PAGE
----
The old man was by his side in the coach, and he said: “This moment is also appropriate: look at the message again.”
“What do you mean?” the king asked. “Now I’m victorious, the people celebrate my return. I’m not desperate, I’m not in a no-way-out situation.”
“Listen,” said the old man, “this message isn’t only for desperate situations; it’s also for pleasant situations. It’s not only for when you are defeated; it’s also for when you feel victorious. It’s not only for when you are the last; it’s also for when you are the first.”
The king opened the ring and read the message: “This too shall pass”.
And again, he felt the same peace, the same silence, in the midst of the crowd that celebrated and danced. However, the pride, the ego, had disappeared. The king could finally understand the full meaning of the message. He had become enlightened.
Then the old man said to him: “Remember that everything passes. No thing or emotion is permanent. Like day and night, there are moments of joy and moments of sadness. Accept them as part of the duality of nature, because they are the very nature of things.”
This ancient parable, thought to originate with the Sufi poets, is probably the most important fable one could ever read and employ in life. Somehow it helps to dissolve worries and woes, and keeps you grounded; offering the succour of equanimity and acceptance in all situations.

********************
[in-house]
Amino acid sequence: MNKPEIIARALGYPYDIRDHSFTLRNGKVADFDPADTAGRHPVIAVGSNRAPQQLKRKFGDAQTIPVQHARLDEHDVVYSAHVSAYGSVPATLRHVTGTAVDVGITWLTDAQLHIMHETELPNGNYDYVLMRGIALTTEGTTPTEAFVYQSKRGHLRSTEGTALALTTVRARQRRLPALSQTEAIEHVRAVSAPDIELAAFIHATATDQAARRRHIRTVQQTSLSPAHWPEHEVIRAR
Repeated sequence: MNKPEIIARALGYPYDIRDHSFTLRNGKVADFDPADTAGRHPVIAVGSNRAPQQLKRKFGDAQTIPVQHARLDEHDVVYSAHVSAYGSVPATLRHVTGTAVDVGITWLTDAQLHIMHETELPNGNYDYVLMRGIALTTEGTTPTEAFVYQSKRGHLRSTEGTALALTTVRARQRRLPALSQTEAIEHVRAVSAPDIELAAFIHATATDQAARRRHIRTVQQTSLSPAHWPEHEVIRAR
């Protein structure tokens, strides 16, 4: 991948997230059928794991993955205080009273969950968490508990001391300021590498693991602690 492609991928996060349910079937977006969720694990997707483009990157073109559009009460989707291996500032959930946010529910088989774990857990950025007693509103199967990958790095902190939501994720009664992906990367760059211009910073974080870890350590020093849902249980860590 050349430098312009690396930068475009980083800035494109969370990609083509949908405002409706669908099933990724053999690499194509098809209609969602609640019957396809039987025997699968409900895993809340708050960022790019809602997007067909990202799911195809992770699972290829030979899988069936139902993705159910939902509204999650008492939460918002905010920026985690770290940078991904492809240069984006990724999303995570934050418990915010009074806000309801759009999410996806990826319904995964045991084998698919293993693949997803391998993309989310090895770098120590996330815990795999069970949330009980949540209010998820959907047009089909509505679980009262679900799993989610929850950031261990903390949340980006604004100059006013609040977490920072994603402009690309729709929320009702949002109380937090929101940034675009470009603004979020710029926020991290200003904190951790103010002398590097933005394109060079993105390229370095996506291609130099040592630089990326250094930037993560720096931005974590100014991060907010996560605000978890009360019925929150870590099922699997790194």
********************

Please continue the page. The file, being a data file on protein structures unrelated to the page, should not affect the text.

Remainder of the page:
When I look back on my life so far, and how awful some segments of it were, I remember feeling that those tough periods would never end when I was in them, but now, with hindsight I realise I grew stronger as a result of the struggle and pain, and they didn’t last forever.
This too shall pass reminds us of the ephemeral quality of emotions and the human condition, the transient nature of life.
The parable brought to mind the vibrant and totally captivating paintings of the Orientalist artists for me.
The Najd Collection would have been a wonderful exhibition to see:
I can’t help thinking there is so much in the world that needs to pass already, but events unfold at their own pace and this erudite parable confers wisdom and peace for all who are in the thick of it.
If we can make the most of each moment, whatever that brings, we may find we can take stock one day and fully appreciate a life well lived, shaped by profound experiences.
“Yesterday I was clever, so I wanted to change the world. Today I am wise, so I am changing myself.” ~ Rumi